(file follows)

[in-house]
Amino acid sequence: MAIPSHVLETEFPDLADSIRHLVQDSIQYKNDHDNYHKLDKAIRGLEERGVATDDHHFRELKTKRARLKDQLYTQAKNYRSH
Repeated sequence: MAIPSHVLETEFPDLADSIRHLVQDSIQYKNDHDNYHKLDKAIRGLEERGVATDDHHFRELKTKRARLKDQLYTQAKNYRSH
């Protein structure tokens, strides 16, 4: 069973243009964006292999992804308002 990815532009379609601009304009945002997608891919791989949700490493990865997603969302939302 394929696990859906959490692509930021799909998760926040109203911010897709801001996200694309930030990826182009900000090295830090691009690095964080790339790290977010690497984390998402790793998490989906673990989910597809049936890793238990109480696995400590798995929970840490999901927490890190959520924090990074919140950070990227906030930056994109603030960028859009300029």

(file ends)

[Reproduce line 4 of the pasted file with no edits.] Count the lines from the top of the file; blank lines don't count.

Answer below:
């Protein structure tokens, strides 16, 4: 069973243009964006292999992804308002 990815532009379609601009304009945002997608891919791989949700490493990865997603969302939302 394929696990859906959490692509930021799909998760926040109203911010897709801001996200694309930030990826182009900000090295830090691009690095964080790339790290977010690497984390998402790793998490989906673990989910597809049936890793238990109480696995400590798995929970840490999901927490890190959520924090990074919140950070990227906030930056994109603030960028859009300029």